Sean Mooney on why Australia needs to address mounting supply chain issues, or face dire consequences

Sean Mooney

An interesting phenomenon is occurring Down Under, with the seemingly isolated island continent that I call home turning its gaze outward in a way it never has before. As Australian organisations struggle to get to grips with rising domestic operating costs and increasing global competition, the economic advantages of importing (or outsourcing) from the emerging economies in our region have become too great to ignore. Australia’s large land mass, relatively small population and isolation make it extremely difficult to achieve competitive economies of scale. The high Australian dollar is also making it increasingly attractive to import raw materials from lower-cost producers in Asia. It seems that if Australia is to avoid losing its tag of the ‘lucky country’, more and more Aussie firms will need to dramatically alter their supply chains.

This point was made abundantly clear at a Risk and Insurance Management Society (RIMS) forum held in Sydney recently. Many of the presentations touched on this issue, but it was when I was talking to risk and insurance professionals outside of the sessions – such as Matthias Fuchs, chief procurement officer at Boral, Australia’s largest building and construction materials supplier – that the scale of this change was made apparent to me. Boral produces huge amounts of concrete, quarry products, asphalt, cement, bricks, plasterboard, roof tiles and timber; well, huge by Australian standards. Fuchs put it in perspective by explaining that Australia uses about 10 million tonnes of cement each year, while China’s annual cement production exceeds 2.1 billion tonnes. 

Fuchs gave me some insight into how the situation has changed for Australian firms such as Boral in recent years. “We used to have a large cement-manufacturing operation in Waurn Ponds in Victoria, but now that is just a clinker-grinding facility. We now import clinker, which is the raw ingredient that goes into making cement, from China, and that is ground into cement in Australia. About 30% of Australia’s cement now comes from imports. It’s a trend that is happening everywhere, as the increasing difficulty and costs of doing business in Australia start to bite. People are now looking at alternate ways of doing things.”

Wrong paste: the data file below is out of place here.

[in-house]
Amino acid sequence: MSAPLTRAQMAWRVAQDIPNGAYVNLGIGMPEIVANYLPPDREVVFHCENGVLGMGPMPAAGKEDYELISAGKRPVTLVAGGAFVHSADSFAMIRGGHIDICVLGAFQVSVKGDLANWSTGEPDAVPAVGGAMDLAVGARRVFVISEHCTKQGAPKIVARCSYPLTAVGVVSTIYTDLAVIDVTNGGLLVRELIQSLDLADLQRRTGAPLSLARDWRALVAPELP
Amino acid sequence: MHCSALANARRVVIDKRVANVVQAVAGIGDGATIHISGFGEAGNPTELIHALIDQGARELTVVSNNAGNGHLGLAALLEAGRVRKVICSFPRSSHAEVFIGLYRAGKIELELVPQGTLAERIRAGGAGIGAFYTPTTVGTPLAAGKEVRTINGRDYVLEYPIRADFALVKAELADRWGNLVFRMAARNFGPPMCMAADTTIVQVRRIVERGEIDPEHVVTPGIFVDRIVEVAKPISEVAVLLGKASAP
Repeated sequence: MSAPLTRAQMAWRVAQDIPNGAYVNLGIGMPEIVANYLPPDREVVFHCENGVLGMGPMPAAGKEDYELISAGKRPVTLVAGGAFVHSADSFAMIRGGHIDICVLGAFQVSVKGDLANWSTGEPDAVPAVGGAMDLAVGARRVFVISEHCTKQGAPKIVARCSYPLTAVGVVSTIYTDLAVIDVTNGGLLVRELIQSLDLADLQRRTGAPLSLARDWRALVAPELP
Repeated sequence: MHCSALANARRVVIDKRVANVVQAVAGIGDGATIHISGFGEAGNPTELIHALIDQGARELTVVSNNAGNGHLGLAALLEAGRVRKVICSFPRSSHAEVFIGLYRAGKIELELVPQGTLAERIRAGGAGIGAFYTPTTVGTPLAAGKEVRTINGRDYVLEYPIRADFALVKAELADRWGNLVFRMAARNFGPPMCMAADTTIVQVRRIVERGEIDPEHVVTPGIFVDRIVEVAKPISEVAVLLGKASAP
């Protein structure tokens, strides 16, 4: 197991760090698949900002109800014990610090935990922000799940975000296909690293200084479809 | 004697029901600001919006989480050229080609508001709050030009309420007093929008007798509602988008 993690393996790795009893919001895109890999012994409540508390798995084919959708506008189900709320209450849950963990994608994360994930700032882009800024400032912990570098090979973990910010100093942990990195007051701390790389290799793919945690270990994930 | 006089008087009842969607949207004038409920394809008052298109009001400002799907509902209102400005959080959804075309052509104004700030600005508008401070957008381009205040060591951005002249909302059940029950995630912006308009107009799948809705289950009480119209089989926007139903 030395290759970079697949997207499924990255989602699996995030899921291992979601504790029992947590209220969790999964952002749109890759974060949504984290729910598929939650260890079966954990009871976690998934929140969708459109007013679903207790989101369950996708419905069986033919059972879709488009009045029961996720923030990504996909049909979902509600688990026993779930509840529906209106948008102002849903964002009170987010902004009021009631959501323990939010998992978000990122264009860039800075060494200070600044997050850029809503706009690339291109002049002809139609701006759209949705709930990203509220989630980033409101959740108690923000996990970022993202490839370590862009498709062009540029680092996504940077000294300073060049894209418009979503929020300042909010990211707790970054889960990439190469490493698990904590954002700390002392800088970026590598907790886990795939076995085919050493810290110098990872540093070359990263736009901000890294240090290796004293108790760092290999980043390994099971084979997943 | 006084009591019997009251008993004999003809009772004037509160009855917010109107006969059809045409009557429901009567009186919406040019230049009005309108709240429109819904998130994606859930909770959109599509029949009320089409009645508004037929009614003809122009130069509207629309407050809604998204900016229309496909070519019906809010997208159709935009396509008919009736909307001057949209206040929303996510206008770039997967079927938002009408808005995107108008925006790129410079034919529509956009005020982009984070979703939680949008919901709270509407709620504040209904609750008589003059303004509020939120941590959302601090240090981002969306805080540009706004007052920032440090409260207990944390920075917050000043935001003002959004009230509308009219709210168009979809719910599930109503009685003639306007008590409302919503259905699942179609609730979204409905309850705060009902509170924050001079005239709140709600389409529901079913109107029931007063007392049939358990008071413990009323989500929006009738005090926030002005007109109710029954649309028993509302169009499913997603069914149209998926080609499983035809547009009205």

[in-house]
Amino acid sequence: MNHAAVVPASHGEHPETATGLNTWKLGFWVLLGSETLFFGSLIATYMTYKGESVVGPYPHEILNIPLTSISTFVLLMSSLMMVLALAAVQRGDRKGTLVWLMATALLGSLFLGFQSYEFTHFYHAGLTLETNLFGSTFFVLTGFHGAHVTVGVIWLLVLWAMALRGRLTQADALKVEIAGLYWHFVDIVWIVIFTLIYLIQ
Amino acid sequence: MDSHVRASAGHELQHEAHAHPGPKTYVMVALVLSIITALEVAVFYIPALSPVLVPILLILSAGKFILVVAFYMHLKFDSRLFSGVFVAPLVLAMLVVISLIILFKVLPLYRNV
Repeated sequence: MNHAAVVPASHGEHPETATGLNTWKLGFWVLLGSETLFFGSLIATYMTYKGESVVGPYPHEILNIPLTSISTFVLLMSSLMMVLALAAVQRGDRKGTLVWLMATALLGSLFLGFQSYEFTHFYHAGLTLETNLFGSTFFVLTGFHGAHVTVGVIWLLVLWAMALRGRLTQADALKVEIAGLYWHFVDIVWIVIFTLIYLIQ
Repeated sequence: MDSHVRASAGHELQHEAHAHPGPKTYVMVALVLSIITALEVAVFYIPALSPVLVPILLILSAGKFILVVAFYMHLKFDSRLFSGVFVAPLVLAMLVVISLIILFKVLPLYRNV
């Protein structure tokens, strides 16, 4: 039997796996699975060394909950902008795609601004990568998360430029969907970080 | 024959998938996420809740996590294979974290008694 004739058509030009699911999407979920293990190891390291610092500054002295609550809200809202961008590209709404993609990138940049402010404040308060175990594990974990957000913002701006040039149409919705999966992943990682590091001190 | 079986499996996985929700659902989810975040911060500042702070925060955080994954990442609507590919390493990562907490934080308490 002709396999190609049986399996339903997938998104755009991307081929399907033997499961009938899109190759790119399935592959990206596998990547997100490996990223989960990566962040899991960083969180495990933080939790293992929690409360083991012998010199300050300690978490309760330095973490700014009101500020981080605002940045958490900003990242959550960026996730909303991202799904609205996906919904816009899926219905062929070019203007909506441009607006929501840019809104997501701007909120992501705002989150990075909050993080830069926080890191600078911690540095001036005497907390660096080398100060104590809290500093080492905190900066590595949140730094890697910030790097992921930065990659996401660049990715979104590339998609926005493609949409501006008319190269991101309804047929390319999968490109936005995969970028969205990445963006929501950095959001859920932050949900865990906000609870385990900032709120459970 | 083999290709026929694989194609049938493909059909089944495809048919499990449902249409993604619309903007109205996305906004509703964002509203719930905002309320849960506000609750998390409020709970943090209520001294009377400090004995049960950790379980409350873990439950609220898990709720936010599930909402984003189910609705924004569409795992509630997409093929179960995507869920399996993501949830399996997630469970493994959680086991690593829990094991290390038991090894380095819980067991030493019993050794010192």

The biggest mistake Australian firms can make is “to continue doing what we’re doing” when it comes to supply chains, Fuchs believes. “While a lot of the risk managers and insurers focus purely on the narrow supply chain risk, they often become slightly obsessed by complicated supply chains being more risky,” he told me. “It is not necessarily more risky from a bigger-picture point of view; having multiple-source options through Asia can commercially reduce your supply chain risk. Our view is that the biggest risk of all is to do nothing – to continue operating in the Australian environment with an internally focused supply chain. If Australian companies do not look to alter their traditional supply chains, many more companies will no longer exist in the future.”

Brokers and insurers at the RIMS forum were also jumping on the supply chain train. As Aon Global Risk Consulting’s Marcus Vaughan told participants, attention to the risk management and resilience practices of “the upstream and far upstream” could be critical to the survival of Australian companies. “It’s not enough merely to have your own business continuity plan,” he said. “Organisations with a significant reliance on certain suppliers need to consider assessing these critical suppliers’ ability to provide a minimum levels of continuity given a disruption scenario. How mature is their ability to respond to a disruption?”

Costa Zakis, head of Marsh’s consulting division in the Pacific, asked why insurance had not “grasped opportunities presented by supply chain risk”, while Craig Langham, head of Asia-Pacific and country manager for Australia at XL, said risk managers were looking for supply chain interruption products.“The demand for innovative insurance products has never been greater, or the challenge to the insurance industry so pressing. Insurers want to offer relevant solutions. Risk managers want them. So what’s holding the industry back?” he asked.

Just as Australian companies must learn how to do things in new ways, so must the country’s insurance providers rethink their approach to supply chain risk. As Langham puts it: “We cannot be restricted by how things were done yesterday.”